Imagine you have this beautiful dog, the ideal look when you think of a dog. The nice soft eyes, the smile, the tail wag. Also imagine this dog is your best friend. It loves spending time with you, and it's just an all around nice dog.
When people, adopt, or purchase a dog, these are the images that run through their mind. Unfortunately, only a small percentage of people get that ideal dog. The reason? In general, many people aren't very good at selecting the right dog for them. It's more than just looking at a few pictures online. It's more than seeing which dog comes running to you first. It's more than looking at the breed on wikipedia, and cherry picking only the traits you find desirable.
So how do you actually select the right dog for you?
You can drastically cut down on the improper selection if you already have an idea of what type of dog would suite you best BEFORE you go to the shelter or contact the breeder. Here are a few tips:
1) Forget about the looks!
If you start focusing on the looks, you're very likely to get the wrong dog. This is a very relative concept because what you may consider a good looking dog, someone else might consider an ugly dog. You might love dogs with short snouts, some people are more into dogs with pointy ears, etc. etc. But looks should not be a priority when it comes to making a commitment that could last over 10 years. I know several people and dogs that are not happy because the selection of their dog was based solely on looks/breed rather than personality and proper match-making.
2)Take inventory of your current lifestyle.
Nothing hurts a dog and dog owner relationship more than improper matchmaking due to lifestyle requirements. Here are couple of examples:
A couple of clients I had bought a poodle when they were in their 7o's or 80's. The husband himself was barely able to move. The wife was able to walk the dog once a day (On a good week) but the dog was too young, strong and adventurous for her. Through training, I was able to help them but if you're unable to provide a dog with proper mental and physical exercise, it's best for everyone involved that you reconsider.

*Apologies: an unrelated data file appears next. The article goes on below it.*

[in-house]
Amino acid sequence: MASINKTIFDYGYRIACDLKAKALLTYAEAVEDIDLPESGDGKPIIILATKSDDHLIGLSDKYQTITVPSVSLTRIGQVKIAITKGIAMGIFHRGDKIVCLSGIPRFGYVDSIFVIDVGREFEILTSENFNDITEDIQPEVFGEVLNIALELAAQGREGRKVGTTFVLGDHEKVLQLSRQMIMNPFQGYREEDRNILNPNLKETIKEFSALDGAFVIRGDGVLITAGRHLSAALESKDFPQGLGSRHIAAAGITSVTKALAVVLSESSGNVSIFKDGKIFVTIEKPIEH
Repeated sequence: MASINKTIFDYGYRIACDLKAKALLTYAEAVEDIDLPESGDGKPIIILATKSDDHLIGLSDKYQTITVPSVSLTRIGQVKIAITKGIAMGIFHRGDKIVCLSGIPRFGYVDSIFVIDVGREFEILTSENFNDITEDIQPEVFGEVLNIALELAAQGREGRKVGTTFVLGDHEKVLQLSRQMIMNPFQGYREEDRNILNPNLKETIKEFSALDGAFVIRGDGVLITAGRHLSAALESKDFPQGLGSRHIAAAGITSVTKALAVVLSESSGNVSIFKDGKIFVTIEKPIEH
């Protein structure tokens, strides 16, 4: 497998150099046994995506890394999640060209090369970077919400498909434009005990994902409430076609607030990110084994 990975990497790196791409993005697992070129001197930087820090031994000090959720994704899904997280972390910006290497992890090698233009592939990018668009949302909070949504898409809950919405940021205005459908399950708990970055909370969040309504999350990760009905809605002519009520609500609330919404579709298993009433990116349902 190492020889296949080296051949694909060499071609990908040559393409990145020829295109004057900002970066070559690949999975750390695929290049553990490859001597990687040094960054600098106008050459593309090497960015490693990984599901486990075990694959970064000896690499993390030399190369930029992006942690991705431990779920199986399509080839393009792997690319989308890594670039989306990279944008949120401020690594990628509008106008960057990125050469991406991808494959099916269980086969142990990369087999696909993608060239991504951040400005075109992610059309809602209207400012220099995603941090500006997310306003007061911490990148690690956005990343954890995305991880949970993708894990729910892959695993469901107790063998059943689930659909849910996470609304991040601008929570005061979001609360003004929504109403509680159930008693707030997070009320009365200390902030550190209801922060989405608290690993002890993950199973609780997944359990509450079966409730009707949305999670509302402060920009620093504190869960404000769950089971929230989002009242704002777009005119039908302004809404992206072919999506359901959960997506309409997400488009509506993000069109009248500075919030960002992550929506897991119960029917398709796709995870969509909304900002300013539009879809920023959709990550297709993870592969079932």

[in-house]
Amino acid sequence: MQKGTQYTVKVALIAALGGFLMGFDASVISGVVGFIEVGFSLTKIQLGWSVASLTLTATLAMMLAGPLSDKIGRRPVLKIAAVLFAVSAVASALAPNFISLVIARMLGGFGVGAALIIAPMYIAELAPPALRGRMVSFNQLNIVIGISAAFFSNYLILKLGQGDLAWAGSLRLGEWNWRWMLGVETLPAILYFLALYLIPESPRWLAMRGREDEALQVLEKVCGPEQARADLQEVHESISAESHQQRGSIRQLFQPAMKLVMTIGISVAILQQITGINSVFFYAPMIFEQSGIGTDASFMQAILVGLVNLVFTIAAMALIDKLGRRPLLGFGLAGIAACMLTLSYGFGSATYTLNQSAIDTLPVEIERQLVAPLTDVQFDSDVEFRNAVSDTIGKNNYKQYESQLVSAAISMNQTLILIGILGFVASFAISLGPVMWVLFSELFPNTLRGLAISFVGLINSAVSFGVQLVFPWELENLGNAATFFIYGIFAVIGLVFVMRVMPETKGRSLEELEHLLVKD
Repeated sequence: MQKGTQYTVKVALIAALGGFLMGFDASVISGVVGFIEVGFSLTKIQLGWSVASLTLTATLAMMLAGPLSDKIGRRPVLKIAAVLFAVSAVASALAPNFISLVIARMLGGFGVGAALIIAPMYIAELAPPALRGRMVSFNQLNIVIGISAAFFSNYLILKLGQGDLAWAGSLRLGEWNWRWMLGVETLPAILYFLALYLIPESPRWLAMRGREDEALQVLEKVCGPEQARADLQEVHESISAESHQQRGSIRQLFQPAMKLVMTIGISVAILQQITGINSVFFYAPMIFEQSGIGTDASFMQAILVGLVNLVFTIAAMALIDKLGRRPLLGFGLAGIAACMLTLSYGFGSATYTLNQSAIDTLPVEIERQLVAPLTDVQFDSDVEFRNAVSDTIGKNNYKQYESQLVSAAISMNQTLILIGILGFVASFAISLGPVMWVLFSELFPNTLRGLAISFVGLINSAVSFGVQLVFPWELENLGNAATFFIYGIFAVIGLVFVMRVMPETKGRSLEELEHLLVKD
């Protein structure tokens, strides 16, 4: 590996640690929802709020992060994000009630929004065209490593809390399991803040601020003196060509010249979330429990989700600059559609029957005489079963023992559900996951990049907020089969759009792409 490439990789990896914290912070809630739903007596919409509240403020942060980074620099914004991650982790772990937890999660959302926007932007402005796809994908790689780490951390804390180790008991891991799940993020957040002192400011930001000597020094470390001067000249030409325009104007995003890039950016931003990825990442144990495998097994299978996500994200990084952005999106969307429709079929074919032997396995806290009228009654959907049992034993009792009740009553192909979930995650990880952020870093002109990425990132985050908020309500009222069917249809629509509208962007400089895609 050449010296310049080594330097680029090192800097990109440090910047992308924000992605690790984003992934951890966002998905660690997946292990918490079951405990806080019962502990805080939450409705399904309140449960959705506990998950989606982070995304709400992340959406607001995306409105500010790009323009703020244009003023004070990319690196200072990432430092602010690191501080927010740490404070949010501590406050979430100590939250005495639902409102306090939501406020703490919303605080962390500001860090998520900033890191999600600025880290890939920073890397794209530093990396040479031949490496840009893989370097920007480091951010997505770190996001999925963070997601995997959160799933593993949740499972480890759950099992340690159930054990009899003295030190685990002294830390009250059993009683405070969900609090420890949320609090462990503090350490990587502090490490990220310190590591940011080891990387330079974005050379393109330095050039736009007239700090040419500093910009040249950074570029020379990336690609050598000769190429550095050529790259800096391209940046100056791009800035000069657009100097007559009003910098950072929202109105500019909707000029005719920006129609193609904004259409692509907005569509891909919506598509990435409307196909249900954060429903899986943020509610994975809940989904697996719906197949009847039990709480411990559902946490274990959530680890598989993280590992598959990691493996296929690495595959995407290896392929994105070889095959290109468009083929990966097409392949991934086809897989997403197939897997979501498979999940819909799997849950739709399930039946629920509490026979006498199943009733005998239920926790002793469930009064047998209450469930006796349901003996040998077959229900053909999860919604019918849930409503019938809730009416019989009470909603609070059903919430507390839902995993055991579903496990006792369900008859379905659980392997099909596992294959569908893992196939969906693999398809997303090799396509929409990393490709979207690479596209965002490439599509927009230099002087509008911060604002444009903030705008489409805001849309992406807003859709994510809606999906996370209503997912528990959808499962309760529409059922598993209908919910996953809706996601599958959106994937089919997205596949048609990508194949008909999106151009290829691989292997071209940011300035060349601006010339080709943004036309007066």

A guy I knew, who was bound to a wheelchair, had a working dog. This was a very strong working dog with a genetic history of sports and police work. The guy tried his best, he was a very good trainer considering his limitations, and he still had to rehome the dog.
Both of these cases would have been better off with a more mellow type of dog.
3) Contact a dog trainer.
If you are able to get in touch with a knowledgeable and responsible dog trainer, it can be easier to choose the right dog. What can a knowledgeable dog trainer do for you? A well rounded dog trainer knows temperament, they understand matchmaking and they have plenty of previous experiences in which they had to help address improper matchmaking. This dog trainer can interview you, see what you're looking for and determine which type of dog would be your ideal companion. It may seem like hiring a dog trainer to do this with you would be very expensive, but the consultation alone many times is free of charge or very affordable, a couple of lessons to pay for the trainer's time to help you get the right dog and now you are more likely to get a dog that best matches your needs.
Remember, there's no rush to get a dog. You can always wait, or get a pet that requires less time and commitment.